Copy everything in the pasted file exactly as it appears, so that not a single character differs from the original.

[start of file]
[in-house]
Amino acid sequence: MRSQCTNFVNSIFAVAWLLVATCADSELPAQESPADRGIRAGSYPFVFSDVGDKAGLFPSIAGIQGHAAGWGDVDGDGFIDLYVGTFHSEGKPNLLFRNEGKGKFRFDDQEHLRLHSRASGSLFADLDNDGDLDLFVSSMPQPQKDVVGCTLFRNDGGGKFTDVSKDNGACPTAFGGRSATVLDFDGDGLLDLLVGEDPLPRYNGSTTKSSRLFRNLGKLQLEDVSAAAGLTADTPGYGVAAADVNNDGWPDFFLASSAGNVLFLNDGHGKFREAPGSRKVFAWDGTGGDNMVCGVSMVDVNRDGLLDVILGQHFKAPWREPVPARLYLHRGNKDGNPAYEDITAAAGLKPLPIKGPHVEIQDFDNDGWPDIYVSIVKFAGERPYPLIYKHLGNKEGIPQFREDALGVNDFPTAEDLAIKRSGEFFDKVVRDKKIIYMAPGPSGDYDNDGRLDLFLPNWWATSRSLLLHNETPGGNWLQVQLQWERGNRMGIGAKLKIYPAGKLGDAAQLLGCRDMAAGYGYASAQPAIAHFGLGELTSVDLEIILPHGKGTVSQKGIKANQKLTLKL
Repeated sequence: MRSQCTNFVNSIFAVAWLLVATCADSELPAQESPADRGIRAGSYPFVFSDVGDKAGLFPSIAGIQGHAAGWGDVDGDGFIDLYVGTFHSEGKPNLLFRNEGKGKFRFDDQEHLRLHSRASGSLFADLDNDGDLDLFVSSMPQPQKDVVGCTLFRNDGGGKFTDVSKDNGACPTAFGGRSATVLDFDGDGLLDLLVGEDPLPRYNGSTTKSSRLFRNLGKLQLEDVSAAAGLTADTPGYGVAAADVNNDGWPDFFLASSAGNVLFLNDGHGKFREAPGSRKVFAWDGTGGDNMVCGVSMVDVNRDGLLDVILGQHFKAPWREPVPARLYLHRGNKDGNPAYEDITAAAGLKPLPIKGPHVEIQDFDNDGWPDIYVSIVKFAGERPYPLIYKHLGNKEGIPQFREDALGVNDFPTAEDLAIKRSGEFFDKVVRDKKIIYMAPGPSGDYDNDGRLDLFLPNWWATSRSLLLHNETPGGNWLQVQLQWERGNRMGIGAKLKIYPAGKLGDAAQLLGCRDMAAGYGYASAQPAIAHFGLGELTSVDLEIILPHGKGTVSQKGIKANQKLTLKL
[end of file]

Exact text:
[in-house]
Amino acid sequence: MRSQCTNFVNSIFAVAWLLVATCADSELPAQESPADRGIRAGSYPFVFSDVGDKAGLFPSIAGIQGHAAGWGDVDGDGFIDLYVGTFHSEGKPNLLFRNEGKGKFRFDDQEHLRLHSRASGSLFADLDNDGDLDLFVSSMPQPQKDVVGCTLFRNDGGGKFTDVSKDNGACPTAFGGRSATVLDFDGDGLLDLLVGEDPLPRYNGSTTKSSRLFRNLGKLQLEDVSAAAGLTADTPGYGVAAADVNNDGWPDFFLASSAGNVLFLNDGHGKFREAPGSRKVFAWDGTGGDNMVCGVSMVDVNRDGLLDVILGQHFKAPWREPVPARLYLHRGNKDGNPAYEDITAAAGLKPLPIKGPHVEIQDFDNDGWPDIYVSIVKFAGERPYPLIYKHLGNKEGIPQFREDALGVNDFPTAEDLAIKRSGEFFDKVVRDKKIIYMAPGPSGDYDNDGRLDLFLPNWWATSRSLLLHNETPGGNWLQVQLQWERGNRMGIGAKLKIYPAGKLGDAAQLLGCRDMAAGYGYASAQPAIAHFGLGELTSVDLEIILPHGKGTVSQKGIKANQKLTLKL
Repeated sequence: MRSQCTNFVNSIFAVAWLLVATCADSELPAQESPADRGIRAGSYPFVFSDVGDKAGLFPSIAGIQGHAAGWGDVDGDGFIDLYVGTFHSEGKPNLLFRNEGKGKFRFDDQEHLRLHSRASGSLFADLDNDGDLDLFVSSMPQPQKDVVGCTLFRNDGGGKFTDVSKDNGACPTAFGGRSATVLDFDGDGLLDLLVGEDPLPRYNGSTTKSSRLFRNLGKLQLEDVSAAAGLTADTPGYGVAAADVNNDGWPDFFLASSAGNVLFLNDGHGKFREAPGSRKVFAWDGTGGDNMVCGVSMVDVNRDGLLDVILGQHFKAPWREPVPARLYLHRGNKDGNPAYEDITAAAGLKPLPIKGPHVEIQDFDNDGWPDIYVSIVKFAGERPYPLIYKHLGNKEGIPQFREDALGVNDFPTAEDLAIKRSGEFFDKVVRDKKIIYMAPGPSGDYDNDGRLDLFLPNWWATSRSLLLHNETPGGNWLQVQLQWERGNRMGIGAKLKIYPAGKLGDAAQLLGCRDMAAGYGYASAQPAIAHFGLGELTSVDLEIILPHGKGTVSQKGIKANQKLTLKL